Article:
“Water is taught by thirst,” Emily Dickinson wrote in the poem of the same name.
The poem inspired artist Naoe Suzuki to create two pairs of frighteningly contrasting art works. One depicts in blue and brown the doused landscapes of the Adirondacks and Boston, and the other imagines a catastrophic brown-and-white mud drought in both regions.
The lush colors of the first pair, “Water, is Taught by Thirst (BLUE),” were made with watercolor and mineral pigment on tea-stained paper. The crusty brown curling and brown edges of the second pair, “Water, is Taught by Thirst (WHITE),” which evokes dried and peeling mud, were an accident, Suzuki said. An assistant failed to leave flat and unrolled the paper tracings she had used for the BLUE pair, so they curled and singed under the heat of a laser she used to remove the spaces where the blue rivers had been.
Suzuki insists that the separate pairs always be displayed at a distance from each other, as they represent two distinctly possible worlds, saturated landscapes or droughts, some caused by rising sea levels that infiltrate freshwater sources.
“I didn’t want people to read [them] as ‘a before and after,’” Suzuki said.
Reflections on water, its importance and its attendant perils, are on display now through July 15 in a deceptively beautiful exhibition, “Wake,” at Dorsky Gallery Curatorial Programs in Long Island City.
Curator Michele L’Heureux had proposed an exhibit about water several years ago that wasn’t accepted because it included too many works that were too large for the space. She then returned with a beautifully curated plan that was exactly sized, Noah Dorsky, one of the gallery’s directors, said at the exhibit’s opening May 6.
Although L’Heureux grew up around water on Cape Cod, she said the exhibit emerged more out of her interest in the science-art connection, including artists who employ science in their art. “And how the science community can use art to educate the public,” she said.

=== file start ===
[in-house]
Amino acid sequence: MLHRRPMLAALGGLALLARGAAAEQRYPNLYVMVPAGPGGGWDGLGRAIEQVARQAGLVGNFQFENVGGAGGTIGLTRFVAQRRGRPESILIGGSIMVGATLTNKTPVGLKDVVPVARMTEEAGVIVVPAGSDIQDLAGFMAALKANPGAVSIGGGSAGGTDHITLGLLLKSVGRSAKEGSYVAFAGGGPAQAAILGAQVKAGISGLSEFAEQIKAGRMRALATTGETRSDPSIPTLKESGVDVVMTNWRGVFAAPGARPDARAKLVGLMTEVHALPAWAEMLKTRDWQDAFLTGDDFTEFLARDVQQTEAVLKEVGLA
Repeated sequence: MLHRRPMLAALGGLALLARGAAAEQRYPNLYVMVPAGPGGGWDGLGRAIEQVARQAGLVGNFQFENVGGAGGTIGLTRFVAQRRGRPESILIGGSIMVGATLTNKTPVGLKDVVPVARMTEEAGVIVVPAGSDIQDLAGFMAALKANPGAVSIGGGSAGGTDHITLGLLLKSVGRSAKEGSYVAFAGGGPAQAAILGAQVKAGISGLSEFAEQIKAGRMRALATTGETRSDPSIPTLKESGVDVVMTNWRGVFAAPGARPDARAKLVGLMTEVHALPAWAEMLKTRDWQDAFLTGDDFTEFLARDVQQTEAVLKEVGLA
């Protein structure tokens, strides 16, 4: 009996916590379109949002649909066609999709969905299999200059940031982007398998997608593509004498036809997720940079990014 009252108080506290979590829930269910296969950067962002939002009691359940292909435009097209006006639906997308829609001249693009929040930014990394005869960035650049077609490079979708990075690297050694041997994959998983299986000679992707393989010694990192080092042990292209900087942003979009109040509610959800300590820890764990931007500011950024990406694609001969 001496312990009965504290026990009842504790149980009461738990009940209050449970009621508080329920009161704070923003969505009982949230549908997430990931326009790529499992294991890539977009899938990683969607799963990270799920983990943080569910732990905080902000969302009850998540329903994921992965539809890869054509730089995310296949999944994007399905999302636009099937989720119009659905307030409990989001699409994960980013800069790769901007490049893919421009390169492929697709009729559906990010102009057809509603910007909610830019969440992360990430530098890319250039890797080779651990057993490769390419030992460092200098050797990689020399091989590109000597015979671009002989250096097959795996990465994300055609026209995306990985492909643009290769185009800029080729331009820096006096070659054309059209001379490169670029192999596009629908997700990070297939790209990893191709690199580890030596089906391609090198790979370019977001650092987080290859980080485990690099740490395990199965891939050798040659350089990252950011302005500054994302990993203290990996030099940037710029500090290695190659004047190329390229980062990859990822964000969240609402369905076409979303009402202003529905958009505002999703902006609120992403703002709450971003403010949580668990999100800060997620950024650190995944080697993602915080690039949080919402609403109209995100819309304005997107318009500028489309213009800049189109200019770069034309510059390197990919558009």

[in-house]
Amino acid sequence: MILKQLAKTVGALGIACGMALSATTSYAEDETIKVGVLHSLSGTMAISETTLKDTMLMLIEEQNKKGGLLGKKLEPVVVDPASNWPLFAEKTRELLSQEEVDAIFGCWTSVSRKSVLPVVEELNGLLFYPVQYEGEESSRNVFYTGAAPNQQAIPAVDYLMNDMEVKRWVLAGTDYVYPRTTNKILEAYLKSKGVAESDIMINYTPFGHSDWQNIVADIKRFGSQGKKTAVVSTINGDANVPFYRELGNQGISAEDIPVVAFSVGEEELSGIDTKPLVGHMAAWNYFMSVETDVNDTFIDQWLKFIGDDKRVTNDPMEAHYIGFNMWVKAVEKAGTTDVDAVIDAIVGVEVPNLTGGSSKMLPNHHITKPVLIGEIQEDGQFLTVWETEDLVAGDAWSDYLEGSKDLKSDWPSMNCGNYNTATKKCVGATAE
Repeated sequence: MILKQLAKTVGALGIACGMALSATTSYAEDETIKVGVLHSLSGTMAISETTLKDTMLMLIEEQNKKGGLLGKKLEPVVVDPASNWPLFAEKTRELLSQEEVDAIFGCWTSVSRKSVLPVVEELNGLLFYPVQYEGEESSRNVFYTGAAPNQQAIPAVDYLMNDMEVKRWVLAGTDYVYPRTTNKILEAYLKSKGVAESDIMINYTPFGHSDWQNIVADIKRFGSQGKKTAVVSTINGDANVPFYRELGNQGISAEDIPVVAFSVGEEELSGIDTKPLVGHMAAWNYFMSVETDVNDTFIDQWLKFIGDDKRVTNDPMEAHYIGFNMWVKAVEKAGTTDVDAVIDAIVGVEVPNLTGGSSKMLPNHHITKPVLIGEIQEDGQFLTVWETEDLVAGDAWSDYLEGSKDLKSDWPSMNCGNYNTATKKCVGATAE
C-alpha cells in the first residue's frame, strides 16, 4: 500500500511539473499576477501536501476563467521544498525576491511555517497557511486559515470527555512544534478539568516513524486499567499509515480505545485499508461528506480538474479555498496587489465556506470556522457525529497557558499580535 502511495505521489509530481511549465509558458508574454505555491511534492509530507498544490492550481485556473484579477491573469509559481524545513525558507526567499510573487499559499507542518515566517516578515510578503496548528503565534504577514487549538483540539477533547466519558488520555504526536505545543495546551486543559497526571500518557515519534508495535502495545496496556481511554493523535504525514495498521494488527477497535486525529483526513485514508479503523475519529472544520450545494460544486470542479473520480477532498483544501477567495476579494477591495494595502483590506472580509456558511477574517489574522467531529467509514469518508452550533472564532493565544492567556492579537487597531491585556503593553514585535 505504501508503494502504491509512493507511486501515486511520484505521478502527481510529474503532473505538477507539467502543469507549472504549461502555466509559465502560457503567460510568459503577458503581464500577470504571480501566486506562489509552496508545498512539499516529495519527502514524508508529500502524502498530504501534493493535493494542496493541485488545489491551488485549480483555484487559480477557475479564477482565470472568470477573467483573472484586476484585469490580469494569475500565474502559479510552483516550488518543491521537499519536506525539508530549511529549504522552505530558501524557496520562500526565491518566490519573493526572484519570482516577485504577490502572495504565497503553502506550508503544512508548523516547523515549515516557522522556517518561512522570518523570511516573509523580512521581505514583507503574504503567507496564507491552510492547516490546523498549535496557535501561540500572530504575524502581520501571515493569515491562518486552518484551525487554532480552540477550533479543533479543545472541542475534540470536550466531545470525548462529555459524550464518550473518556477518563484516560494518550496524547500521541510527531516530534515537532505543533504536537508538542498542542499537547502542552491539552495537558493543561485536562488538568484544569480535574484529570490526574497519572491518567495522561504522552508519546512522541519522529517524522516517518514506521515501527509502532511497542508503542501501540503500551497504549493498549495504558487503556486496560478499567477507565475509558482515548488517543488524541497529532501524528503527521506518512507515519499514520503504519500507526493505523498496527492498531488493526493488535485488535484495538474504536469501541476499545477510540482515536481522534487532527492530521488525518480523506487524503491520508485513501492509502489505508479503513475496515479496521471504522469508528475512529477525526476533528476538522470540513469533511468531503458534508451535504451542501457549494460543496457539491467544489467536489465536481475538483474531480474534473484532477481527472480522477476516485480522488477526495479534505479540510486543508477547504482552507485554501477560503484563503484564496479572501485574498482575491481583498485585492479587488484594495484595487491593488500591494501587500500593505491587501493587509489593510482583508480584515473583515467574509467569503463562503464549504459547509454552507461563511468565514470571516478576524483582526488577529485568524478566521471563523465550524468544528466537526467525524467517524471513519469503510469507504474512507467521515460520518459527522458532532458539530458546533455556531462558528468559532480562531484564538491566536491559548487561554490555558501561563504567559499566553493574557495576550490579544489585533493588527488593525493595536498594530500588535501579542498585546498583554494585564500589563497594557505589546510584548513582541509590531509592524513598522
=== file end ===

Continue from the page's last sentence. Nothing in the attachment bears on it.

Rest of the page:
Some of the works directly address climate change and others draw us into more abstract themes of water.
“My work deals with climate change and nature,” said Resa Blatman. She has incorporated more activism into her life as an artist since learning about fracking, plastic pollution and other threats to the water supply.
“The Breaking,” in oil on wood panels, depicts birds swaying in small wheel-shaped near-nests on precariously thin sticks in an angry sea, one an owl with a nearly panicked uncertainty not usually associated with the customarily serene and self-confident bird. The wheel shapes were inspired by turning wheels, instruments of torture that appeared in the work of the 16th-century painter Pieter Bruegel.
Blatman’s “Shrouded Reef” depicts a coral reef, a natural phenomenon under threat, covered with a translucent death shroud.
Artist Nancy Cohen had a more intuitive experience in creating sculptures with metal, glass and other “materials that transform.” Cohen makes her own paper, which starts as a liquid, and glass, usually encountered as a solid, can be manipulated in a liquid state or as a solid powder.
Matthew Cusick also crafts his own media, carefully cutting up pieces of maps and using them as brushstrokes in his works “Three Horses #4/20” and “Procella Crisium,” which evoke water’s beauty — and its power.
When Ellen Driscoll created “Untitled, 2015,” she was in mind of the devastation wrought by Superstorm Sandy on Red Hook. Viewers see the piece while standing inside a gallery, and what they see is a room with a view of a tree. She said she added ambiguity with “windows” in the room placed here and there, looking not exactly down or up but just outward, to somewhere, into nature.
Driscoll was inspired by the ancient city of Pompeii, which had become densely urbanized before a volcano buried it, with virtually all of the trees in the city cut down. Indoors, however, it was a fashion to paint windows overlooking gardens on the walls, to replace that which was no longer there. Her “Untitled artist’s book (Water Tower)” shows a landscape where everything is flooded, but it includes high ground, “where you can pitch your tent.”
Driscoll is one artist who doesn’t mind doing what she happily labels “artsplaining,” and telling you what her pieces mean, at least to her.
“We’re going to adapt, survive, and might even look beautiful while we’re doing it,” Driscoll said.